Just in case anyone’s interested, Eastgate are currently (and “for a very limited time” only!) doing a 51.5%-off discount (for students et al) on their outliner/notetaker/dataholder/braindumper/whatever software Tinderbox. If you’ve been holding back for a price cut from its usual $229 (and assuming you fit the “academic” criteria), now’s yer chance.
I know this has been asked before. I’ve read those posts, downloaded the trial, etc, but I still don’t really get Tinderbox.
I guess my question; Is Tinderbox worth the cost and time to learn how to use it for someone who is already using Scrivener/Devon? I’ve tried to write book-length work before, and this is the first time I haven’t just ground to a halt after about the 2nd or 3rd chapter. I give Scrivener and its remarkable organizational ability credit for this. Since organization and the ability to “see” the whole project and not get lost in it as I work are such big weaknesses for me, I’m always looking for something to help me in this area. Does Tinderbox add real value to this combination for those of you who are more experienced and successful at this than I am?
I qualify for the academic price, so I’m kind of thinking about buying it, but I’m kind of torn. I want anything that will increase my chances of actually writing a full draft of this book, but I hate to waste $100 if it won’t help me.
Rebecca, have you watched the novel-writing video that’s been placed on the Tinderbox site recently? That’s the best very basic introduction to Tinderbox overall (not just for novel outlining) that I’ve seen.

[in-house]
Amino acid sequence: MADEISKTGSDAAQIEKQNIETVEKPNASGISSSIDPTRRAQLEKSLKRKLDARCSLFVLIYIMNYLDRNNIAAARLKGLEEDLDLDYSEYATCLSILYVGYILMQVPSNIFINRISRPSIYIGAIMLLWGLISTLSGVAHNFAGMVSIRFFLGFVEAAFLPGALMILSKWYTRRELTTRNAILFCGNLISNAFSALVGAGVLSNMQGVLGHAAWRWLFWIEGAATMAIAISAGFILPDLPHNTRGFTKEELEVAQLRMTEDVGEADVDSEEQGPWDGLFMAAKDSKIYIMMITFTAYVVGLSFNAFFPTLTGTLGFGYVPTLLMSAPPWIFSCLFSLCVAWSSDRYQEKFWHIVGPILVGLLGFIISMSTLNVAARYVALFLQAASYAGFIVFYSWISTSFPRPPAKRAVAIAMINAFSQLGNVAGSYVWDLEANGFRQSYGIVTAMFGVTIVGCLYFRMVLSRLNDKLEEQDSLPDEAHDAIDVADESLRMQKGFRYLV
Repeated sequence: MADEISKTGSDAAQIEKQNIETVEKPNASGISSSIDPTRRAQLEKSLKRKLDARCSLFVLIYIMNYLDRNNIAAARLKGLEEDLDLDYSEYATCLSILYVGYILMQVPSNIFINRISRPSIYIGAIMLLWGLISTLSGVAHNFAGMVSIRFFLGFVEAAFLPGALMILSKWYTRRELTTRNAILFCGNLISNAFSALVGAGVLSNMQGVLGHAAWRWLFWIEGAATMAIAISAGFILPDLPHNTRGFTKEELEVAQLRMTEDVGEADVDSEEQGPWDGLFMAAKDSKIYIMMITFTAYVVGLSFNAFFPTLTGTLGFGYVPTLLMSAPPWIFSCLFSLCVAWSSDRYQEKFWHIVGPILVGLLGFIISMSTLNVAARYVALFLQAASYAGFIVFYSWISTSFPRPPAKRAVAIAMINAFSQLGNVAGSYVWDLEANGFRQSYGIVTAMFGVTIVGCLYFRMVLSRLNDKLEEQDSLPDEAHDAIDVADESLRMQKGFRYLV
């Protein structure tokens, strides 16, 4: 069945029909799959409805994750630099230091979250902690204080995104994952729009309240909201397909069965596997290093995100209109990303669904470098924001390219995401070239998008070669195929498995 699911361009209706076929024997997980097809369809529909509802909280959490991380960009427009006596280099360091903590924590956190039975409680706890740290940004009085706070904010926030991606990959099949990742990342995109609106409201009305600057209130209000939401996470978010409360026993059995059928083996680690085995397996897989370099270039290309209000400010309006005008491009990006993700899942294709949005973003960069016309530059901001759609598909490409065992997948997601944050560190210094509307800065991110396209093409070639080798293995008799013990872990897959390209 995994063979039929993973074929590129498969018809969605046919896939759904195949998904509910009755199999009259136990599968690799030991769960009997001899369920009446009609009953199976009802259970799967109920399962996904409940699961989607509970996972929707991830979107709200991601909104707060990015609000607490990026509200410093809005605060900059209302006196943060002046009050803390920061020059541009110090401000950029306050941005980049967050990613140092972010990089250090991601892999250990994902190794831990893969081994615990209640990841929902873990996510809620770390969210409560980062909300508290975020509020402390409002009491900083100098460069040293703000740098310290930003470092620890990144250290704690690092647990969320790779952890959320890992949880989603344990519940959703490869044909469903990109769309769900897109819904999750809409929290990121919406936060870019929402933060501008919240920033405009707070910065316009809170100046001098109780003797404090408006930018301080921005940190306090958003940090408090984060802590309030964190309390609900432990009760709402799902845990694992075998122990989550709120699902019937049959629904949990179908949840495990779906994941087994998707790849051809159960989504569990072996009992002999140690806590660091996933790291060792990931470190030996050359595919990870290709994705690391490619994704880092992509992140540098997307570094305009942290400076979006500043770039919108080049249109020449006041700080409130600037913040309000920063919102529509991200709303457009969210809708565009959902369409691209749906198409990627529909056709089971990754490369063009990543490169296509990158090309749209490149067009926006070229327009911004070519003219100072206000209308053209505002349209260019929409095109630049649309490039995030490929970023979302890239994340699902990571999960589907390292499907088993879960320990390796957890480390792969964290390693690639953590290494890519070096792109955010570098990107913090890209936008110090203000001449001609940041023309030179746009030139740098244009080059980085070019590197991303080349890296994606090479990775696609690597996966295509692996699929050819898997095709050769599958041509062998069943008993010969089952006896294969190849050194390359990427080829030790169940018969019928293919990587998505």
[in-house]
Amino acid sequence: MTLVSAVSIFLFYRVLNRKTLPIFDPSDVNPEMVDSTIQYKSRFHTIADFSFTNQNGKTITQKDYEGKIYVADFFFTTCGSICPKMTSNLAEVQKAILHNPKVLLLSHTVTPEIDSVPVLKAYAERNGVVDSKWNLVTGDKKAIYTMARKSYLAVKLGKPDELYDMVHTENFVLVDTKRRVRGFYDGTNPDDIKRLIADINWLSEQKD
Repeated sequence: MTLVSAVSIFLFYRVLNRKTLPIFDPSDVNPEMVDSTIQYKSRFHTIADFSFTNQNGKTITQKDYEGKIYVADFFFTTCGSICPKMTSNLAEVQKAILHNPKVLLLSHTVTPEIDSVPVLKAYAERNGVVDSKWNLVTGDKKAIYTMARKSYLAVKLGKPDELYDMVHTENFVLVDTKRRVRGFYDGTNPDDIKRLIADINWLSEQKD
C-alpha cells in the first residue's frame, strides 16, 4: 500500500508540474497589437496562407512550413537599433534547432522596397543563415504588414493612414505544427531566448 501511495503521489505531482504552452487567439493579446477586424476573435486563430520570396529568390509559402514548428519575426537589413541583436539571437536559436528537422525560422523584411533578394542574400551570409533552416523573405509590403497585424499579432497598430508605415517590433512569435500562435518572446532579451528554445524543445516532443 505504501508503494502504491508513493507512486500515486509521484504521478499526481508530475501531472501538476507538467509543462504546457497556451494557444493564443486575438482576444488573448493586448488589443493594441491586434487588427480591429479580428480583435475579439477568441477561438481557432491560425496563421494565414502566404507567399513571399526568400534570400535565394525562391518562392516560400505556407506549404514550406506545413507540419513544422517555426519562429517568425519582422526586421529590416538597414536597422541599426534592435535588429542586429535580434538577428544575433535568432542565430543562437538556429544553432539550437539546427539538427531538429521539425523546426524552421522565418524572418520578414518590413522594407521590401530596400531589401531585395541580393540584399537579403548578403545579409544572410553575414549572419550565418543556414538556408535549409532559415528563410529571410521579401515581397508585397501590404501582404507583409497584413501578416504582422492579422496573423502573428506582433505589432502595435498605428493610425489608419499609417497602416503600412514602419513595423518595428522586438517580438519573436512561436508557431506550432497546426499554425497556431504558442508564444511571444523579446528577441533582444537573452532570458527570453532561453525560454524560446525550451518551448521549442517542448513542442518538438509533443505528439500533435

Trouble with Tinderbox – and I’ve been using it since v1 – is that its trial is crippled. The ten or fifteen note limit is daft. An OmniOutliner file, or indeed a Scrivener file, will do just as well with a few notes.
You just can’t see what the app. can do with such a small number of notes. Its strengths, which are remarkable and unique, really don’t begin to show until you’ve got the number of notes up beyond what you can keep in your head at once. Over 100 notes, and you’ll start to feel its advantages.
The Tinderbox file for the book I’m just finishing up contains over 2,500 notes, plus god knows how many links and cross-references. I can pull out all those notes which match any set of criteria I like. All its searches can be “live”, like smart folders. I can find notes with similar content to the current note (bit like DevonThink). I can add as much metadata as I like, on the fly: suppose I want to gather stuff into chapters, all I have to do is add a new “attribute” to the notes, called “Chapter”, and type in the relevant number. Want to find stuff which hasn’t been assigned a chapter? Easy. Set up an “agent” which continually looks for notes where "Chapter’ = “” – i.e., nothing.